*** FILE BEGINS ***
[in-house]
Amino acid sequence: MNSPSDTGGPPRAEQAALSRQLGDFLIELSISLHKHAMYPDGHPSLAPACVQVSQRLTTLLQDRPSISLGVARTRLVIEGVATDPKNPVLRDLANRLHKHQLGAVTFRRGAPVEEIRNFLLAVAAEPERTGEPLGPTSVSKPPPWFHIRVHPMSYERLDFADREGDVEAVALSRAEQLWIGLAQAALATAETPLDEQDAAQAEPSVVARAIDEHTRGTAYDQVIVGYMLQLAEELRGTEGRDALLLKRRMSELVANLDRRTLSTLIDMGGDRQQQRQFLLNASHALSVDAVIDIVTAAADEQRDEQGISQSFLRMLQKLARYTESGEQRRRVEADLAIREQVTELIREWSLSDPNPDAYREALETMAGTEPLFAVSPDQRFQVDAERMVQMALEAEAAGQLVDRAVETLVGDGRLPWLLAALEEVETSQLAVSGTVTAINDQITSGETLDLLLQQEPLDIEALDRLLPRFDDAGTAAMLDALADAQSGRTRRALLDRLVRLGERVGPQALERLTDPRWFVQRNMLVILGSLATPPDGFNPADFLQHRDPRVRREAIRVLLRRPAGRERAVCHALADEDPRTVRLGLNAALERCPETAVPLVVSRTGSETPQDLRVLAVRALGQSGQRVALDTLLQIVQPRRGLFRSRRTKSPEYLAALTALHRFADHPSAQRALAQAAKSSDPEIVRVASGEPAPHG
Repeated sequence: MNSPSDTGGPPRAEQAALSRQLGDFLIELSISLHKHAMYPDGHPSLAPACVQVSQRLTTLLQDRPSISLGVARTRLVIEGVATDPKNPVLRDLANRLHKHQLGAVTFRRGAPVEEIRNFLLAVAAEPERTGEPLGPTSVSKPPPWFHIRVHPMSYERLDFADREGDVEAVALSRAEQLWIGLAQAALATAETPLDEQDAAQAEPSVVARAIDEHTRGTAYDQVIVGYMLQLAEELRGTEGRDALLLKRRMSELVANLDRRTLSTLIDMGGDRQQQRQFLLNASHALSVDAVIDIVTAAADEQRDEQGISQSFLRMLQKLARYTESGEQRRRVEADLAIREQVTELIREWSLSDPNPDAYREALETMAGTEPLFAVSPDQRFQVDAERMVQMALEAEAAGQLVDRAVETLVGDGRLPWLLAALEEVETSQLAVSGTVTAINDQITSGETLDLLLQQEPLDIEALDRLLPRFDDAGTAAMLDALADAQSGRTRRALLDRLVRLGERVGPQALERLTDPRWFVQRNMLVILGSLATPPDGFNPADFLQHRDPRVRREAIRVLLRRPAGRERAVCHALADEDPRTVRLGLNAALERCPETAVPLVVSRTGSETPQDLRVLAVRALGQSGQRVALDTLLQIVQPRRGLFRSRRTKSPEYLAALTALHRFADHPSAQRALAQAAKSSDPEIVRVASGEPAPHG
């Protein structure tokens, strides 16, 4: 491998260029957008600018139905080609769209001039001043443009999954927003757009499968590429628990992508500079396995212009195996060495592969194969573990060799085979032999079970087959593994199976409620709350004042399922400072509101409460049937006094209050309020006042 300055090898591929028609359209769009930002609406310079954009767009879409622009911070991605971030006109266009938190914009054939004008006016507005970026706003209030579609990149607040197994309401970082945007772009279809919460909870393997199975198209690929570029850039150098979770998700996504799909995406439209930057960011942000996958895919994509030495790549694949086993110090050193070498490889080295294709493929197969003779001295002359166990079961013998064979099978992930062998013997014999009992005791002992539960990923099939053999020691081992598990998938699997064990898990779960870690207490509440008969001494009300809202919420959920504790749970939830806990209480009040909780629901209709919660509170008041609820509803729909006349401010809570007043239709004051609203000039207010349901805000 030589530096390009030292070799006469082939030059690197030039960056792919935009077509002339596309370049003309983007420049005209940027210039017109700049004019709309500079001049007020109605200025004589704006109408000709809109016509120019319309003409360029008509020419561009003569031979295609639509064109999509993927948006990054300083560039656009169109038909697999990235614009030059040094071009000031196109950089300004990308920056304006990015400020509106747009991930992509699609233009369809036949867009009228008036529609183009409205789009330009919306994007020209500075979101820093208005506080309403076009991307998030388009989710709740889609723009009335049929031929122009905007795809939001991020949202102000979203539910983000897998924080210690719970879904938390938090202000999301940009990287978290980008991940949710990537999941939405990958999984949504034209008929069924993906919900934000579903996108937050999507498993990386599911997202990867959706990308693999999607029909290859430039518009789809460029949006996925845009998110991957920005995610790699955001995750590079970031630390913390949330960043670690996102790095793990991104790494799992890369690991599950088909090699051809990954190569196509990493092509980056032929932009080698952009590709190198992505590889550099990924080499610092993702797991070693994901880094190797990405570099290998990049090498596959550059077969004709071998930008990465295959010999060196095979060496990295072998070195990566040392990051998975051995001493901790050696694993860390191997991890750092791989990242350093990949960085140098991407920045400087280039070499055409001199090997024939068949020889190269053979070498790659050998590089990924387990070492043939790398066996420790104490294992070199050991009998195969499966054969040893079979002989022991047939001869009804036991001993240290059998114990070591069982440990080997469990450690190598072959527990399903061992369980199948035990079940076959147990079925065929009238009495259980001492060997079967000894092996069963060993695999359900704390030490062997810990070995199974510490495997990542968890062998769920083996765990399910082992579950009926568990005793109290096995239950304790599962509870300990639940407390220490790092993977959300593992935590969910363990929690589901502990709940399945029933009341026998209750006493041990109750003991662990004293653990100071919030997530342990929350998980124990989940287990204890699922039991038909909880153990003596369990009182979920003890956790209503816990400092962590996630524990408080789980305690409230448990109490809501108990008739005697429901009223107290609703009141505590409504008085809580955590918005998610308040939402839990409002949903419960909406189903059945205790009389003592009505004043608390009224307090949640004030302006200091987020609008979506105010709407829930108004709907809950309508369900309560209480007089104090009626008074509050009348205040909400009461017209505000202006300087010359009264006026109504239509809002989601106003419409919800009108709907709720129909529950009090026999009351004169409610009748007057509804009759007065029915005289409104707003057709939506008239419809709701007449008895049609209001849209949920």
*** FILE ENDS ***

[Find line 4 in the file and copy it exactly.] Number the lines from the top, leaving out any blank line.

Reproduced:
């Protein structure tokens, strides 16, 4: 491998260029957008600018139905080609769209001039001043443009999954927003757009499968590429628990992508500079396995212009195996060495592969194969573990060799085979032999079970087959593994199976409620709350004042399922400072509101409460049937006094209050309020006042 300055090898591929028609359209769009930002609406310079954009767009879409622009911070991605971030006109266009938190914009054939004008006016507005970026706003209030579609990149607040197994309401970082945007772009279809919460909870393997199975198209690929570029850039150098979770998700996504799909995406439209930057960011942000996958895919994509030495790549694949086993110090050193070498490889080295294709493929197969003779001295002359166990079961013998064979099978992930062998013997014999009992005791002992539960990923099939053999020691081992598990998938699997064990898990779960870690207490509440008969001494009300809202919420959920504790749970939830806990209480009040909780629901209709919660509170008041609820509803729909006349401010809570007043239709004051609203000039207010349901805000 030589530096390009030292070799006469082939030059690197030039960056792919935009077509002339596309370049003309983007420049005209940027210039017109700049004019709309500079001049007020109605200025004589704006109408000709809109016509120019319309003409360029008509020419561009003569031979295609639509064109999509993927948006990054300083560039656009169109038909697999990235614009030059040094071009000031196109950089300004990308920056304006990015400020509106747009991930992509699609233009369809036949867009009228008036529609183009409205789009330009919306994007020209500075979101820093208005506080309403076009991307998030388009989710709740889609723009009335049929031929122009905007795809939001991020949202102000979203539910983000897998924080210690719970879904938390938090202000999301940009990287978290980008991940949710990537999941939405990958999984949504034209008929069924993906919900934000579903996108937050999507498993990386599911997202990867959706990308693999999607029909290859430039518009789809460029949006996925845009998110991957920005995610790699955001995750590079970031630390913390949330960043670690996102790095793990991104790494799992890369690991599950088909090699051809990954190569196509990493092509980056032929932009080698952009590709190198992505590889550099990924080499610092993702797991070693994901880094190797990405570099290998990049090498596959550059077969004709071998930008990465295959010999060196095979060496990295072998070195990566040392990051998975051995001493901790050696694993860390191997991890750092791989990242350093990949960085140098991407920045400087280039070499055409001199090997024939068949020889190269053979070498790659050998590089990924387990070492043939790398066996420790104490294992070199050991009998195969499966054969040893079979002989022991047939001869009804036991001993240290059998114990070591069982440990080997469990450690190598072959527990399903061992369980199948035990079940076959147990079925065929009238009495259980001492060997079967000894092996069963060993695999359900704390030490062997810990070995199974510490495997990542968890062998769920083996765990399910082992579950009926568990005793109290096995239950304790599962509870300990639940407390220490790092993977959300593992935590969910363990929690589901502990709940399945029933009341026998209750006493041990109750003991662990004293653990100071919030997530342990929350998980124990989940287990204890699922039991038909909880153990003596369990009182979920003890956790209503816990400092962590996630524990408080789980305690409230448990109490809501108990008739005697429901009223107290609703009141505590409504008085809580955590918005998610308040939402839990409002949903419960909406189903059945205790009389003592009505004043608390009224307090949640004030302006200091987020609008979506105010709407829930108004709907809950309508369900309560209480007089104090009626008074509050009348205040909400009461017209505000202006300087010359009264006026109504239509809002989601106003419409919800009108709907709720129909529950009090026999009351004169409610009748007057509804009759007065029915005289409104707003057709939506008239419809709701007449008895049609209001849209949920």